I got too sick and lost too much of my mind to stay at Grail Street. I moved in with Roth. Sometimes the voices and the panic would come to me there at night. I would lie in bed and claw at a now irregularly beating heart and pray for it to just beat right again. Some nights it just wouldn’t stop raining. The terror would get to be too much and I would lace up my boots in the night and speed over to Ed’s house to hyperventilate in their bed until daylight crept through the blinds. We were both terrified that my heart would somehow stop and death would come for me as I slept.
When I did sleep, I started to sleep with a loaded gun under the bed. I kept a baseball bat in the passenger seat of my truck. I would walk through downtown like a ghost haunting myself; eyes to the ground, fists clenching and unclenching. It was time to move on. It’s not that you were Asheville, but the pall your death cast across everyone I knew became to consuming to stay.
It took two full years of you being gone and a move across the country to feel any sense of lightness about you. Rachel, C-80 and I climbed a mountain on the anniversary of the day you left. We got to the peak late in the afternoon. You cold see for miles around. I whispered hello to you, and I told you how much I had loved you.
And that it was nice to see you again.
Maybe it took going to a place that was just too beautiful for words to feel like there had been anything else but pain and death for all of us.
And I hope you could see it. I really do. Because places this beautiful deserve to be shared with the people you love. And goddamn, were you ever loved. Not just by me, but by everyone who encountered you. Nobody had a bad thing to say about you. That’s a rarity in something as viciously petty and rife with shit talking as the radical queer community.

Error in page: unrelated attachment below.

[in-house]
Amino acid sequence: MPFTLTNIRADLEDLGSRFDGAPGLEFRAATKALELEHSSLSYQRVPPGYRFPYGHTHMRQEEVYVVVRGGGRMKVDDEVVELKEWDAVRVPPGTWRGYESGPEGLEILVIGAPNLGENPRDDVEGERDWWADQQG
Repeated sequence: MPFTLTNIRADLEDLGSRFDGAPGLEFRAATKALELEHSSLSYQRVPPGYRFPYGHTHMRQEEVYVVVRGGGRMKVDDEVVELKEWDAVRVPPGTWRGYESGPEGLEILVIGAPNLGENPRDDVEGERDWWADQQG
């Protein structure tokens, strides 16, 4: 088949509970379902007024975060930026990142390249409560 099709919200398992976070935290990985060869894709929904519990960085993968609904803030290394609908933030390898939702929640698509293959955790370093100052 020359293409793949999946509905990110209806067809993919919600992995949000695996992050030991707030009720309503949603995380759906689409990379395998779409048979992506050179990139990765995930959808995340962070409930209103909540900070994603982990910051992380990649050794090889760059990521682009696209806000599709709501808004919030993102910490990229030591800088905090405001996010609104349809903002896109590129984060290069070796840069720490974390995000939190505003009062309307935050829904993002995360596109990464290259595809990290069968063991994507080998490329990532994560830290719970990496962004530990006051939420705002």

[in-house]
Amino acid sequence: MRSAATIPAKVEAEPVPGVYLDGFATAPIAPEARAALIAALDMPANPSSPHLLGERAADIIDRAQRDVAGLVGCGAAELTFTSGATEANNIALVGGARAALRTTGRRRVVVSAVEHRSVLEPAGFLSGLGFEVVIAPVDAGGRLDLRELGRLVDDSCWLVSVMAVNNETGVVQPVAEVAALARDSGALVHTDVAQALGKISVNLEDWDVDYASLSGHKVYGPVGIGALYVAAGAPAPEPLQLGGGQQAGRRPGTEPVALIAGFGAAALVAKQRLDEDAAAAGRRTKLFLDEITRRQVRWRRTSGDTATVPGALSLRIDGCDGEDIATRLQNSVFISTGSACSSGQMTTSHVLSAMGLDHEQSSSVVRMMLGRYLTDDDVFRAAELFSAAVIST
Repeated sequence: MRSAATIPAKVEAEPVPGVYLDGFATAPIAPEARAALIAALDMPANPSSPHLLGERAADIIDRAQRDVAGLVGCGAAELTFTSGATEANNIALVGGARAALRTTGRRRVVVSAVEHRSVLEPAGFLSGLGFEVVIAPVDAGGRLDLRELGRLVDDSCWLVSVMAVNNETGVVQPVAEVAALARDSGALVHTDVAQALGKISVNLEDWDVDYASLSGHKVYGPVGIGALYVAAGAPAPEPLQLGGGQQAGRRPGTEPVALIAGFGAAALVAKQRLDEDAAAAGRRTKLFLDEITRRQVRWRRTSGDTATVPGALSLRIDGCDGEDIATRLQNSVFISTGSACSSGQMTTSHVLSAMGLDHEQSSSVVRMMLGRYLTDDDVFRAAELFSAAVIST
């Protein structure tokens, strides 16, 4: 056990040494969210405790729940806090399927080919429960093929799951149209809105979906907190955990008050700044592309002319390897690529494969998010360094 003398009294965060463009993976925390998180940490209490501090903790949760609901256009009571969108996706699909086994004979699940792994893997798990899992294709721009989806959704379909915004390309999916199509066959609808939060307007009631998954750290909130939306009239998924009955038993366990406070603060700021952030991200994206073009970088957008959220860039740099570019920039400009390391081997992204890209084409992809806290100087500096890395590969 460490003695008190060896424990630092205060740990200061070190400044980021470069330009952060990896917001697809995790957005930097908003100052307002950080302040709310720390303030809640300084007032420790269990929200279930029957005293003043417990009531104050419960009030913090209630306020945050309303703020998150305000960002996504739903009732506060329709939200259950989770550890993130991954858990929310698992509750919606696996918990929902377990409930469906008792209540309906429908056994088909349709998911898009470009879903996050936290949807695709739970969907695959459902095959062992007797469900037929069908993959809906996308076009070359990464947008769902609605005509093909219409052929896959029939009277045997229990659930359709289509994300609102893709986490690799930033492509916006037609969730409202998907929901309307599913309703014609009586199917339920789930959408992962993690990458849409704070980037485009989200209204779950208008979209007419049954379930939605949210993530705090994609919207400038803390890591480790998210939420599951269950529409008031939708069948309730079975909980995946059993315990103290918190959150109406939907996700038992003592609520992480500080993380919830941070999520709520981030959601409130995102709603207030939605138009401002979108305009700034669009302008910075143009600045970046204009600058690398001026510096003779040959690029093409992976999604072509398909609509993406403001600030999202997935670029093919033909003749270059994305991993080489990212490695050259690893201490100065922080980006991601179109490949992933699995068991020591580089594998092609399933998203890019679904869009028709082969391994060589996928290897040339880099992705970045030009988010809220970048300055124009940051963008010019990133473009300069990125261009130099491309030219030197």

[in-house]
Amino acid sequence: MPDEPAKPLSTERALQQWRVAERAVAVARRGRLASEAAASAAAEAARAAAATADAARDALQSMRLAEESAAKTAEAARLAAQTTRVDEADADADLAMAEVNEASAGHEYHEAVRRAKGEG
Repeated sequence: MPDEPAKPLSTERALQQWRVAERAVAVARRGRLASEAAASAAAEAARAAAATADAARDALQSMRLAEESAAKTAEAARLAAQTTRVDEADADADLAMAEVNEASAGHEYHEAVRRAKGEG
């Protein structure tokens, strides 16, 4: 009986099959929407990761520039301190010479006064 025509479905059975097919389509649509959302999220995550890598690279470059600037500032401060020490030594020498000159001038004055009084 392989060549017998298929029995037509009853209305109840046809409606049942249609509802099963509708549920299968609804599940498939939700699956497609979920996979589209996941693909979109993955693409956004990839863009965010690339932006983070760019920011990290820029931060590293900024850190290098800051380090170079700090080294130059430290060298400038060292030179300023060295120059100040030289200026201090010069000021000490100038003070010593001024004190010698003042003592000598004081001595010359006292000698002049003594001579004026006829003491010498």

Every year, I write about you or I write to you. I post the same haunting photo of you. This year won’t be any different. I’m not ready to drink your mead yet. Maybe I’ll give it another six years. In 2022, it will have been ten years since you left. You’d be turning 38. I’ll be 41. If you were alive today, you’d be turning 32 this year. I still don’t resent you for choosing to go. I say it every year. Your death and it’s aftermath devastated me in a way that was almost awe inspiring. It broke me down and left me in pieces in a moldy room.
It broke everyone.
The only choice as to forge ahead through the ruins and reconstruct ourselves into newer and better people. We’ve all got to do that work for the rest of our lives. I know my works in that realm are far from complete. If anything was to be gained at all in the aftermath of your death at all, it’s to be inspired by the level of kindness, deep love, and humor you brought to your friends.
I hope to one day be able to bring even a fraction of the kindness and light to those I love that you showed everyone around you.
It hurts to become. It hurts to outgrow. It hurts to grow back.